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Kallemi Manifests Intersectionality with Music Rooted in Palestine, Switzerland, and the Dominican Republic

July 18, 2019
Written by
Stephanie Mendez
Illustration by
Ludi Leiva

If the idea of a long-distance relationship seems difficult, try doing as Kallemi does—maintaining an international band with four members living in three different countries. 

Kallemi is a diverse group taking an innovative approach to their music by blending synths, groovy guitar riffs, soulful harmonies, and hip hop with lyrics in English, Arabic, and Spanish. The band is comprised of Swiss, Palestinian, and Dominican musicians split between Basel, Switzerland; Berlin, Germany; and Haifa, Palestine. The band started out with the intention to do a one-time performance at Kaserne Basel—one of the biggest musical showcases in Switzerland—but the compatibility between the women was so strong that they decided to continue despite the geographical distance. 

“It’s challenging, but I feel that the chemistry that we have, our relationship, and our musical relationship is so organic, it’s really almost effortless… It is a long distance relationship, but we are making sure to meet and play quite often,” says guitarist and vocalist Rasha Nahas.

Joining Nahas are Jasmin Albash, who produces beats, sings, and plays synth; Jennifer “La Nefera” Perez, who raps exclusively in Spanish; and Maysa Daw, who sings and plays both percussion and classic guitar. Albash, Nahas, and Daw come from Palestinian backgrounds, while Perez is from the Dominican Republic.

“Yo vine al grupo siendo la única que no tiene el origen Palestino, pero yo creo que como quiera es una cosa tan internacional y tiene una diversidad tan grande que encontré en mi espacio acá también,” says Perez. “Yo creo que también es importante que tengamos todas estas lenguas diferentes — el Español, el Ingles, y el Arabe — por que así tocamos a muchísima gente de todo el mundo y le llega el mensaje de muchas formas diferentes, y por eso es algo muy lindo.” (“I came to the group being the only one who didn’t come from a Palestinian background, but despite this, it’s so international with a diversity so big to find in my space here,” says Perez. “I also believe it’s important that we have so many different languages—Spanish, English, and Arabic—because we play to so many people from all over the world, and the message gets across in so many different forms, and it’s very beautiful.”)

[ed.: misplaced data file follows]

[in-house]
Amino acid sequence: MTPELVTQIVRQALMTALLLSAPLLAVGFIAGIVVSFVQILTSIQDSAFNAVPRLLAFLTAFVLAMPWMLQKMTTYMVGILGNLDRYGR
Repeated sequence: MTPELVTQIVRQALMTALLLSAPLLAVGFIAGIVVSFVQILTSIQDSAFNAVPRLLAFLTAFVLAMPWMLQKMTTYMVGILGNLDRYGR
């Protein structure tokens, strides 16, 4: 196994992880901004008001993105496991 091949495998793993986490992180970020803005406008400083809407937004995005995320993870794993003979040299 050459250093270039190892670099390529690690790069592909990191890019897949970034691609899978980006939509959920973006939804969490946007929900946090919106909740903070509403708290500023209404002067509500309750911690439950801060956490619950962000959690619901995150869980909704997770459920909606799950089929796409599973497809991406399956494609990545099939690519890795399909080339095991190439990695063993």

Inevitably, language and communication are significant factors for the band, and these elements ultimately inspired the group’s name.

“Kallemi is Arabic and it means speak, or speak up, so it’s like saying speak up in the female singular,” says Nahas. “The choice of the name—the fact that we are all women—makes for me, personally, this encounter a lot easier, a lot safer, a lot more embracing, and it’s a very big part of the project.”

“It’s also beautiful to speak to the audience. The audience speaks to us to create this vibe, so that’s also the meaning for me,” Albash adds.